Budget Kabuki

November 16, 2012 at 8:19 am Leave a comment

It’s November, which means Thanksgiving; the New York Giants playing lousy football in preparation for a Super Bowl run; and NCUA releasing its budget to howls of outrage by the industry.  This year is, of course, no exception.

In case you missed it, at its board meeting yesterday NCUA announced a 2013 budget of $251.4 million to fund its activities, representing a 6.1% increase over last year’s budget.   NCUA also projected a NCUSIF premium range between zero to 5 basis points in 2013 and a Stabilization Fund assessment range of 8 to 11 basis points.

I would love to say that I am outraged by a 6% budget increase in a time of continued fiscal austerity but in truth I have no idea whether this is a good or bad budget and no easy way of figuring it out.  More importantly, neither do the credit unions that pay NCUA’s bill.

For example, NCUA points out that it is not increasing staff levels in 2013.  This could mean that NCUA is doing all it can to hold down costs but doing so consistent with its overriding responsibility of maintaining safety and soundness.  Then again, it could mean that NCUA could actually be cutting back staff if it was not increasing its oversight of state-chartered institutions, which already have primary regulators.

More than $12 million of the $14 million increase in NCUA’s budget for 2013 is accounted for by a potential 7.5% pay increase for its employees who have been subject to a pay freeze.  Who negotiated the contract? Are the increases comparable to what the employees of other financial regulators are receiving?  It’s one thing to point to a collective bargaining agreement requiring a large pay increase; it is quite another to help negotiate that increase.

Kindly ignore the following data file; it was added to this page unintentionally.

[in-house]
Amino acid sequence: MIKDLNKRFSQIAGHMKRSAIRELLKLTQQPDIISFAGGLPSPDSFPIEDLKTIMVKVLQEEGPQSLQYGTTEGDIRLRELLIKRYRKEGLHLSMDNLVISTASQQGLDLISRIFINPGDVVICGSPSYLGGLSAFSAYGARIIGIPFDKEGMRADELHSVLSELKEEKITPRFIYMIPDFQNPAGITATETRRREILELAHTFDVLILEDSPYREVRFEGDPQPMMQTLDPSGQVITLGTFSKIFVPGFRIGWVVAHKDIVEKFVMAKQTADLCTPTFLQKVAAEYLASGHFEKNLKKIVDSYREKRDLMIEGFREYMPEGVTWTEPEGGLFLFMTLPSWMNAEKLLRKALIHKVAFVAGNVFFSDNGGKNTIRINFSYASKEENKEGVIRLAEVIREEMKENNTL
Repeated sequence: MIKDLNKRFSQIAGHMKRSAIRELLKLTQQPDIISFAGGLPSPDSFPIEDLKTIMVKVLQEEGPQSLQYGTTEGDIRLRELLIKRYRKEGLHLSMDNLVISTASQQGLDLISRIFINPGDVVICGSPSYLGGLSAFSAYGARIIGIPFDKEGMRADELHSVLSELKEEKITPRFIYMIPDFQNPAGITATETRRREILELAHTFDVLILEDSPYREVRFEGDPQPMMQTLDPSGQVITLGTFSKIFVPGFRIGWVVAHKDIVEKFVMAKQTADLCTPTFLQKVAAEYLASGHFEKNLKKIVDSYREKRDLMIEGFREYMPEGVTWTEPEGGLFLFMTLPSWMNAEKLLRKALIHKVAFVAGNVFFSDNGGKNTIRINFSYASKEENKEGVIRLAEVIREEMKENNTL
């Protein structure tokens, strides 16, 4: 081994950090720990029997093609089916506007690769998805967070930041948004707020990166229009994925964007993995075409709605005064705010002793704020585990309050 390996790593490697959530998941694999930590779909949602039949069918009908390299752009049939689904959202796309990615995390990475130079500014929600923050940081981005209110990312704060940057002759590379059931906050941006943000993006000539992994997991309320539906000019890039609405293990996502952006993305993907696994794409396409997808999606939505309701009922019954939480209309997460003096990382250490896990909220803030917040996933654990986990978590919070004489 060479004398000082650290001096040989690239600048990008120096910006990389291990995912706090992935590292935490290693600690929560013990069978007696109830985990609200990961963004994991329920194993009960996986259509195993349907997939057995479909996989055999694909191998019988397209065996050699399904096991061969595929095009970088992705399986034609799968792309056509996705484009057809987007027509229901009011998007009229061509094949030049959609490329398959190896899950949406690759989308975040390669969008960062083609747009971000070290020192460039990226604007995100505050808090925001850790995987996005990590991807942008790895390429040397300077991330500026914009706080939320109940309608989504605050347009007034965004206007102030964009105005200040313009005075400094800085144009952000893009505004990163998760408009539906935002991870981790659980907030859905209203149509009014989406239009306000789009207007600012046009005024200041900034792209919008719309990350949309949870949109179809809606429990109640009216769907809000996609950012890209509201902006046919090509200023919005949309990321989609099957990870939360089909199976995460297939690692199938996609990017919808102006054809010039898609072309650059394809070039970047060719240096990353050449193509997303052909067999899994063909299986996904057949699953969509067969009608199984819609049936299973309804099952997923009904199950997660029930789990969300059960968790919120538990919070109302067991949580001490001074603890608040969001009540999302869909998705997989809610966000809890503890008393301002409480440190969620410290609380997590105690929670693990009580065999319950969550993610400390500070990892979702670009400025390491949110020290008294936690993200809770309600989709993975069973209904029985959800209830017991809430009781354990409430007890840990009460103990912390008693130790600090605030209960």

Even allowing for the fact that there are those among us who will think any extra dollar spent by NCUA is a dollar too many, NCUA would actually be doing itself a favor by opening up the budget process to more scrutiny and I have just the way to do it.  Why not put the proposed budget out for a 60-day public comment period the same way NCUA puts out a proposed regulation?  Just as it provides a section-by-section justification of its proposed regulations, it could provide a justification of its budgetary proposals.

Both sides would benefit from a more informed discussion and a publicly scrutinized budget. Knowing that its spending plan will be made available for public inspection over a two-month period it would be in NCUA’s interest to explain how it arrived at its numbers.  Credit unions would have to put up or shut up.  In comment letters they could either make suggested improvements or implicitly concede that NCUA’s spending plans are reasonable under the circumstances.  My guess is that NCUA’s final product would be improved and that credit unions would see that  steep spending cuts aren’t realistic.

By the way the Giants have a bye this week.  They should just forfeit the entire month of November and get ready for another dramatic Super Bowl run.

 

 

 

 

Entry filed under: Advocacy, General, Regulatory. Tags: , .

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Authored By:

Henry Meier, Esq., General Counsel, New York Credit Union Association.

The views Henry expresses are Henry’s alone and do not necessarily reflect the views of the Association.

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